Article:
Public health authorities in Toronto have hit a BBQ joint with a series of new charges after the owner refused to abide by new restrictions against indoor dining.
The owner of Adamson Barbecue in the suburb of Etobicoke reopened his restaurant for dine-in services on Wednesday, despite threats of fines or even jail time for violating provincial lockdown orders and after his business was forced to close on Tuesday.
Licence and Standards have charged the restaurant and its director on bylaw infractions for operating without an official license (a fine of up to $50,000 for a cooperating and up to $25,000 for a director) and for the second time in as many days, Toronto Public Health has since laid a charge against Adamson Barbecue.
It’s not clear if owner Adam Skelly is the director.
Under Ontario’s Reopening Act, Skelly is facing a separate charge. Skelly reportedly said that he plans on returning to his restaurant for a third-straight day on Thursday.
Toronto’s medical officer of health sent in an order to shut down Adamson Barbecue on Tuesday after the restaurant’s owner defied provincial lockdown measures and hosted patrons for indoor dining.
Police arrived at the location around the time the restaurant opened its doors on Wednesday. They could be seen talking to Skelly inside Adamson Barbecue.
A snapshot of some of those arriving here today to support Adamson BBQ. Here’s a COVID denier arriving with “snap out of it, it’s a flu” pic.twitter.com/deqJInANPw
— Adrian Ghobrial (@CityAdrian) November 25, 2020
Bylaw officers and members of the police force also attended the restaurant on Tuesday, saying charges would be laid sometime this week.
Toronto and Peel Region entered the ‘lockdown’ stage of the province’s COVID-19 response framework on Monday.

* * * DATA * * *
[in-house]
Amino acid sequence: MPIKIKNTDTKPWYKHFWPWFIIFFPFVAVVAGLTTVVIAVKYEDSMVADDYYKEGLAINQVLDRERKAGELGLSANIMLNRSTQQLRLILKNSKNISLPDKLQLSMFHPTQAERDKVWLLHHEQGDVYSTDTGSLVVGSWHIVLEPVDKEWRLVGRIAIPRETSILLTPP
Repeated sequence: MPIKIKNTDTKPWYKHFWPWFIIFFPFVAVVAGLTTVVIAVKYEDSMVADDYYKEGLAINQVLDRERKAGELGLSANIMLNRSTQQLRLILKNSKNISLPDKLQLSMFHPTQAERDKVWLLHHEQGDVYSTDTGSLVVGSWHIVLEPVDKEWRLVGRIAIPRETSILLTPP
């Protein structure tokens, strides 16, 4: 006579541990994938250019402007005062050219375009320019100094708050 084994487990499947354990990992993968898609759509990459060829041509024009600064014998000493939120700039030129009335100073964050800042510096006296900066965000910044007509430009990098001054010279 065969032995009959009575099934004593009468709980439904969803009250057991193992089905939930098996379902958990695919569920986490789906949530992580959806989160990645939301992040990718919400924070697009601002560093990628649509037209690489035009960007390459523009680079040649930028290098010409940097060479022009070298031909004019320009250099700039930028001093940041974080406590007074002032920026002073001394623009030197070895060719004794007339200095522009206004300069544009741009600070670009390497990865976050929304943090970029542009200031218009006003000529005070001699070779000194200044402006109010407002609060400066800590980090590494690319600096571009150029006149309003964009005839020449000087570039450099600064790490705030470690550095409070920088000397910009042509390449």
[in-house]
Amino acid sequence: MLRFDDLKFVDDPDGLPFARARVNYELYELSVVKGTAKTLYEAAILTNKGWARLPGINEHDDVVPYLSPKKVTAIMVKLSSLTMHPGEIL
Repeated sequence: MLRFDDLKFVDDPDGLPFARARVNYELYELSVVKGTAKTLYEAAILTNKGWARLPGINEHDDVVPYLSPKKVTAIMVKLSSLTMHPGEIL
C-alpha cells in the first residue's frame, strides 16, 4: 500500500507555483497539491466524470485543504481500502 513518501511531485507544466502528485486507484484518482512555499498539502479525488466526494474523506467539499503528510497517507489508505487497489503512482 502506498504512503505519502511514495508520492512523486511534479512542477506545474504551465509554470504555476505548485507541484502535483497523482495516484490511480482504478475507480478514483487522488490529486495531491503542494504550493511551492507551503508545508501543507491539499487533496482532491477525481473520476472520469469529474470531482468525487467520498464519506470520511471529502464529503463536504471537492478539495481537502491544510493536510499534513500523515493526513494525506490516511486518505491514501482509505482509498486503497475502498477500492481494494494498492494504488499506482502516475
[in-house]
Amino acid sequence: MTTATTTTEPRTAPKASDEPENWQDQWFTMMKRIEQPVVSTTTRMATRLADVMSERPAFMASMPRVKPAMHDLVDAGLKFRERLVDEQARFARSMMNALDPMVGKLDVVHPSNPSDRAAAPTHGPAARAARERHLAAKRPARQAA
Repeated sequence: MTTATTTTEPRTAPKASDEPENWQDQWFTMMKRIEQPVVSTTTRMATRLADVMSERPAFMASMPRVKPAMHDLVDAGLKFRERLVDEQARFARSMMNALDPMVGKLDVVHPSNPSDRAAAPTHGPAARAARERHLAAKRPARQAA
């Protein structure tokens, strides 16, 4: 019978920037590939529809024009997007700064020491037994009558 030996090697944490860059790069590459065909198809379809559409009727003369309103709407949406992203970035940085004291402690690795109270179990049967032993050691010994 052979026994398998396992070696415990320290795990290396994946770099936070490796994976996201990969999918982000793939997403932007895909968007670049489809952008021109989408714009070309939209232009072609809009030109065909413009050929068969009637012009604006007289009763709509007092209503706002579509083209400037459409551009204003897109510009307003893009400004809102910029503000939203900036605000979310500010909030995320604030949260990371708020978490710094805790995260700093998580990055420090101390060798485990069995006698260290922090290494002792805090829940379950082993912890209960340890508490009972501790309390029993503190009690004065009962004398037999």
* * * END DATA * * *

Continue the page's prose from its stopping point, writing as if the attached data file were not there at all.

The new restrictions mean all indoor and outdoor dine-in services at restaurants and bars is prohibited. Establishments can still offer take out or delivery services.
An irate premier Doug Ford responded to Skelly ignoring provincial lockdown measures after a toned-down Ford showed sympathy for the small business owner on Tuesday.
“I was nice to the guy yesterday, but buddy let me tell you something. You need to shut down,” Ford said.
“You’re putting people’s lives in jeopardy. I always try and be nice the first time but this guy is just totally ignoring public health officials. That’s how this spreads. That’s how we get out of hand like the U.S. and people are dying because of COVID-19.”
“It’s absolutely irresponsible and ridiculous,” Ford added.
An increased number of officers have been deployed in recent weeks to crack down on businesses found not to be compliant with pandemic regulations.
If a person or business is not found compliant with orders under the Reopening Ontario Act, they could be ticketed with a fine of $750 under the Act.
Where prosecuted without issuing a ticket and on conviction, individuals could be fined up to $100,000, and directors and officers of a corporation could be fined up to $500,000.
Any individual convicted of an offence under the Reopening Ontario Act could also receive a term of imprisonment of up to one year.
The maximum fine for a corporation convicted of an offence under the Reopening Ontario Act is $10,000,000.